“Hearing people’s obsession with interpreters’ performances, from news conferences to concerts” is just one of the ways in which “the mainstream accepts, and even loves, sign language, as long as it is sanitized of actual Deaf people,” Deaf novelist Sara Novic, the author of Girl at War, told me. “It’s an easy way for the mainstream to consume a cool and different culture while still keeping their stigmas about deafness and disability (and thus, their own superiority) intact. And it is so pervasive. I can’t tell you how many times people with whom I’ve had productive conversations about Deaf culture and ableism then suddenly turn up on my Facebook feed thrilled about a video of a hearing person signing a song. But that’s how deep this stigma runs – even allies can’t see that representation of our culture by hearing people isn’t, in fact, representation.”
So many fundamental misunderstandings about American Sign Language (and other signed languages around the world, for that matter) spring out of the fact that people simply do not treat it like a language. Many people believe that they cannot be hurtful or offensive if they say something complimentary – for example, a high school teacher who believes it’s not racist to say “all Asian kids are good at math,” since it’s a positive thing to be good at math. But stereotypes are still stereotypes, even when they’re disguised as compliments.
If you’re staring at an ASL interpreter instead of the play or musician he or she is interpreting for, you’re not learning to sign by osmosis – you’re just staring. Watching a signer communicate and thinking you’ll learn ASL along the way is sort of like walking into a library and thinking you’ll absorb all the information in the books just by looking at their covers. When people tell me they recently attended a live program that had an interpreter and that they loved watching him or her perform, I ask what new vocabulary words they picked up. Invariably, the answer is none.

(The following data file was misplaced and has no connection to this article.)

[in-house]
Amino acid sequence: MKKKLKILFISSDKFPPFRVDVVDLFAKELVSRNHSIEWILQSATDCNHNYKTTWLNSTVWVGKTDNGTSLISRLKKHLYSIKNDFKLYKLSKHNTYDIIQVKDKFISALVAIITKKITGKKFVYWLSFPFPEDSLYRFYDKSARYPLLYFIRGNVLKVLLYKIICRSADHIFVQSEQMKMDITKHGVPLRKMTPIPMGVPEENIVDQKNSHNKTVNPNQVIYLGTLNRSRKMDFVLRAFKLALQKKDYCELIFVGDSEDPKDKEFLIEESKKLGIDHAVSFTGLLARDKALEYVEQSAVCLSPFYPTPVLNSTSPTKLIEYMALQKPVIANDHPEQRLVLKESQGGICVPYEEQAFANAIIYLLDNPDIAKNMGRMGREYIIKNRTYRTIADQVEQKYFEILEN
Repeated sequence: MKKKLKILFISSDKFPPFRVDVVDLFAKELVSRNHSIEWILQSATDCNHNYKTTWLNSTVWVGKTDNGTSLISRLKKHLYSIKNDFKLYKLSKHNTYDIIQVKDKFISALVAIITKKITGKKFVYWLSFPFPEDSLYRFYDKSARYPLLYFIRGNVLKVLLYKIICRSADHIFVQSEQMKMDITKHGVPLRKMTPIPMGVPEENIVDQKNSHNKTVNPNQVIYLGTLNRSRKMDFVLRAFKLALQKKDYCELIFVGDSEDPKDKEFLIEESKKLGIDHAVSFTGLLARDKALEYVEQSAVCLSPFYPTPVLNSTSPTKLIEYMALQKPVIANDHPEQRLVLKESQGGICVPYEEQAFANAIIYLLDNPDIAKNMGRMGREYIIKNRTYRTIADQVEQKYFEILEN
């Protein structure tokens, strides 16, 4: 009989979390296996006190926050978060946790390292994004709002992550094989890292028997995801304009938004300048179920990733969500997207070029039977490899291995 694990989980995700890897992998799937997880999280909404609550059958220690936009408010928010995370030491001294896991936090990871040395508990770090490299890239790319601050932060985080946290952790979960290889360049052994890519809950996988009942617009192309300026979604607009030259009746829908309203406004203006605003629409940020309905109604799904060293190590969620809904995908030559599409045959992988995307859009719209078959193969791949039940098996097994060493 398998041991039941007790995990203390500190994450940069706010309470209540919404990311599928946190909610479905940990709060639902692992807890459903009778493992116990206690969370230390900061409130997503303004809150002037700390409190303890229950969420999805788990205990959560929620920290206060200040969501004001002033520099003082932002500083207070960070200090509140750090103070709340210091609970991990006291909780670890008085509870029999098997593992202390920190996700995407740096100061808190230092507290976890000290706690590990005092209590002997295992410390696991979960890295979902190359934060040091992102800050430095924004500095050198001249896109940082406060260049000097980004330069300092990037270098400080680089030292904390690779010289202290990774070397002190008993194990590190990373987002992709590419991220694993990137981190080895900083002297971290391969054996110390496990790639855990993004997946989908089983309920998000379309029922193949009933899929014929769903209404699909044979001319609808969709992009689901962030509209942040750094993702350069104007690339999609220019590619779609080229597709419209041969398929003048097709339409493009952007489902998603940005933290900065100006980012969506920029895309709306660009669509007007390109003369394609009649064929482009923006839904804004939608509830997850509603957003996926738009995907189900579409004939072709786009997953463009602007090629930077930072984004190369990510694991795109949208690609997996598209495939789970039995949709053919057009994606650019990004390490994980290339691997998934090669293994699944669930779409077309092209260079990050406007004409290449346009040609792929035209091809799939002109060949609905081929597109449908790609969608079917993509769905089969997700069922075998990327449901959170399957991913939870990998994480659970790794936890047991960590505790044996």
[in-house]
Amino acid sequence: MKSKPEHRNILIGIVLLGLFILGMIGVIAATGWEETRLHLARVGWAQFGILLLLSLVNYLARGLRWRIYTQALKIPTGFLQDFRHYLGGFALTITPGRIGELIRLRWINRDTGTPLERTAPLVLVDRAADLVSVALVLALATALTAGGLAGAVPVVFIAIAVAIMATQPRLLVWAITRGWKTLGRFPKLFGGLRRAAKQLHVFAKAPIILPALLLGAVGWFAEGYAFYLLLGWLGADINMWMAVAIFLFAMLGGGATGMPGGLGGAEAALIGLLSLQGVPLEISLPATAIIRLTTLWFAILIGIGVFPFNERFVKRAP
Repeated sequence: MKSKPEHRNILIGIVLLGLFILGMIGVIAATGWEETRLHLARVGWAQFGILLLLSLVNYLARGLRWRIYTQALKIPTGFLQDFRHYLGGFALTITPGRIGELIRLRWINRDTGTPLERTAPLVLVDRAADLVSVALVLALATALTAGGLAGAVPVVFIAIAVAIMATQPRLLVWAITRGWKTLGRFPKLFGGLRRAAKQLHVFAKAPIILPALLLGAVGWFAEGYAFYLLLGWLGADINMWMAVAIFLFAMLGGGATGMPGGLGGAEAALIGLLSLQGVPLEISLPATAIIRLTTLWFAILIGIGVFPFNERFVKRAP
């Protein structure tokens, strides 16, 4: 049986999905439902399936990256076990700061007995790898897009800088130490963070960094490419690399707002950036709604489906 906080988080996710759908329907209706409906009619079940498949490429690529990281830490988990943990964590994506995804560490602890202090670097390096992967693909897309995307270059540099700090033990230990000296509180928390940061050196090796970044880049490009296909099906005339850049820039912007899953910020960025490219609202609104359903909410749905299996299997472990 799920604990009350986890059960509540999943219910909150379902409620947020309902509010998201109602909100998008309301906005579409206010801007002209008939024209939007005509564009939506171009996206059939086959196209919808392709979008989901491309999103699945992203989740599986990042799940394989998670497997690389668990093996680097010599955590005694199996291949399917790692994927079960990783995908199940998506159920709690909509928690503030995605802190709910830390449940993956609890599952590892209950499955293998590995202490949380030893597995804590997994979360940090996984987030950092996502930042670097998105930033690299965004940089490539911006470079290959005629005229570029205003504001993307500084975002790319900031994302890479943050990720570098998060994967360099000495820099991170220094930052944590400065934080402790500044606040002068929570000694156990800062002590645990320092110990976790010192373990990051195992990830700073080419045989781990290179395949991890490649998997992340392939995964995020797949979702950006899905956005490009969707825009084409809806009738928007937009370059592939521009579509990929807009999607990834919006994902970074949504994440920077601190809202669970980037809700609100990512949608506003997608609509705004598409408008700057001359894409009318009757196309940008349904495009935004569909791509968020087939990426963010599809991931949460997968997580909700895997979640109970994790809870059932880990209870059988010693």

Seeing ASL as something cool to watch instead of as a vital service also gives us a peek into why we still have so much work to do in this country around accessibility. Too often, “accessibility” becomes a catch-all term, with people believing it refers to one specific set of accommodations. I’ve personally witnessed festival and event organizers boast of the accommodations they’ve made for accessibility because they installed wheelchair ramps, only to see zero captioned movies or ASL interpreters. Those two needs are not the same, and lumping them all into one category doesn’t help. As long as we continue to praise interpreters for being fun enjoyment for hearing people, we will not put Deaf communities and their needs above the value of potentially having a video of an event go viral.